Many startups can get away with using their personal credit card in the short term, but long-term use could mean havoc for your personal credit history if a business is not successful. It can also cause major headaches come tax time.
The appeal of throwing startup expenses onto personal credit may seem obvious. It could mean instant access to funds and you don’t need to apply for traditional financing.
And of course the similarities between personal credit cards and business credit cards are many – including the ability to buy things both offline and online, paying for goods over the phone, as well as withdrawing money from ATMs.
However, co-founder of credit card comparison site finder.com.au Fred Schebesta notes that the key difference between the two cards are that business cards are issued to a company, not an individual, therefore the company is responsible for any accrued debt, rather than the individual.
Schebesta says the ability to differentiate between personal expenses and company expenses will become harder if a startup uses the same account for both. You’ll have to backtrack each month and review what expenses were corporate and which were your own.
“Even if you allocate a certain amount of credit to business and personal expenses, there’s always the risk you’ll eat into your personal reserves and be left in a much riskier credit situation,” Schebesta says.
Another downfall is the credit score will not only reflect your own, but also your company’s if you find yourself in murky water.
Business credit cards may offer advantages that personal credit cards may not offer, such as a number of cards being issued to the one account, Schebesta advises. Different restrictions could potentially be placed on each card; meaning junior employees won’t have the same spending power as senior staff, for example.
The comparison business also notes that startups with business credit cards may also be eligible for tax deductions on spending, and receive benefits only available to those with an ABN.
Some cards also offer access to a rewards program, including frequent flyer points and gift cards, but Phillip Kemp, executive director of Business Foundations Inc. warns some reward programs have hidden fees.
“These days credit cards have loyalty point programs and the like, but these also come at a cost, which is built into the fees and charges for the card,” Kemp says.
In addition to rewards costs, Schebesta recommends startups consider the other costs of maintaining the account. Costs may include the annual fee to be paid each year, frequent flyer point fees, added charges per cardholder, minimum monthly repayment requirements and other repayment flexibilities.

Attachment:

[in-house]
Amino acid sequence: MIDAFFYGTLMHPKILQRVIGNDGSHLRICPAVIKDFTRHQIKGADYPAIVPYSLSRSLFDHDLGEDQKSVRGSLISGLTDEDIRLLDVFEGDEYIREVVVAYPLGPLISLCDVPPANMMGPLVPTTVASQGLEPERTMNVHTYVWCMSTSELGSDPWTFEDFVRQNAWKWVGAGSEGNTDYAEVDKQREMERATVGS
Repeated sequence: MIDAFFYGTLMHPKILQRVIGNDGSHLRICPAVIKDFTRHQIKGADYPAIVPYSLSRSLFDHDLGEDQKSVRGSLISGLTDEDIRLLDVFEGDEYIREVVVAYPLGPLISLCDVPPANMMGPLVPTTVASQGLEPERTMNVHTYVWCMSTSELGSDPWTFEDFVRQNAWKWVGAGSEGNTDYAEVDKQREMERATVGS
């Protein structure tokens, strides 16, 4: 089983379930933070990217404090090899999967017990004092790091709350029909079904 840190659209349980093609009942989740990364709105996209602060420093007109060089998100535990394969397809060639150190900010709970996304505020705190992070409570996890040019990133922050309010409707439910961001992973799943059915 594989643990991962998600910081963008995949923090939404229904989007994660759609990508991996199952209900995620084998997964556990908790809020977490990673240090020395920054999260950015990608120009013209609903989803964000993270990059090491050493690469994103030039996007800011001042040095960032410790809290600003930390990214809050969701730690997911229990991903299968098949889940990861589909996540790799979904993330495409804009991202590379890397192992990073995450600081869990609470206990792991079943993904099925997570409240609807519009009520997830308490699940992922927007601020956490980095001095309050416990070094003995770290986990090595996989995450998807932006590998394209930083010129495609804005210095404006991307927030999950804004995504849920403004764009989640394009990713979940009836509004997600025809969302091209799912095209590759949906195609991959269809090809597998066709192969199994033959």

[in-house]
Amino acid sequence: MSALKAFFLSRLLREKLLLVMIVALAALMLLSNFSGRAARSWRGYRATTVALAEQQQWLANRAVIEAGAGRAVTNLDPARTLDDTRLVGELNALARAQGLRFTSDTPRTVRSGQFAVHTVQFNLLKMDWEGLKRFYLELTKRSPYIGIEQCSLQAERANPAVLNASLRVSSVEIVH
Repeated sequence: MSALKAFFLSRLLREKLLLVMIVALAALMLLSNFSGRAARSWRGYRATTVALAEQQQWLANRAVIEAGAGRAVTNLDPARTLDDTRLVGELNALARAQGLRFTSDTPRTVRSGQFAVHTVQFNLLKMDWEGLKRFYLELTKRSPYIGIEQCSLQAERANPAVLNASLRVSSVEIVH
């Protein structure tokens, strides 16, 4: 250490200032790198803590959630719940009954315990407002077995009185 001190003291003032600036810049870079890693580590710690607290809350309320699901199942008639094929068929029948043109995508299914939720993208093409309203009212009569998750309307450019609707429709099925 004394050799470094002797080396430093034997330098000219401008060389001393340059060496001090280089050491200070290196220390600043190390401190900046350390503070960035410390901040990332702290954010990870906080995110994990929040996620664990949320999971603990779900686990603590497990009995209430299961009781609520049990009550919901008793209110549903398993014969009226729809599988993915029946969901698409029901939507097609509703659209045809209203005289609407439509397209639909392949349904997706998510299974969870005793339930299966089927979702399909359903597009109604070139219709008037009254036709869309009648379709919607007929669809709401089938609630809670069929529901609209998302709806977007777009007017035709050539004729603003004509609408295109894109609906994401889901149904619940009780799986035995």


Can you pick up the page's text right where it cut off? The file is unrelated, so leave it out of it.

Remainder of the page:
Schebesta also encourages startups to find out what reporting facilities the card offers, such as itemised monthly reports and expenditure reports, as well as knowing what insurance options are available.
“A business credit card can offer some perks such as insurances, frequent flyer points and itemised expenditure reports that startups may otherwise have put extra effort and money into, to get the same returns,” Schebesta says.
It’s important to note that business credit cards sometimes have a higher annual fee than other credit cards, which should always be considered when assessing your business situation.
“As with any credit card, you need to review your spending and repayment habits and schedules, then look at the expenses of the card alongside the benefits it can provide your team,” Schebesta says.
Kemp recommends startups launch with a straightforward account and reevaluate their needs as they grow.
“When starting out, choose a basic credit card with the lowest fees and then as the business grows and is generating regular, consistent income, change the card to something that can accumulate points from your everyday business transactions,” Kemp says.
Even though your startup team may only be a handful of people, the benefits of having a business credit card sometimes outweigh the seeming simplicity of using your own personal account.
Written by: Nicola Trotman
This article is sponsored by Australia and New Zealand Banking Group Limited ABN 11 005 357 522 (ANZ).
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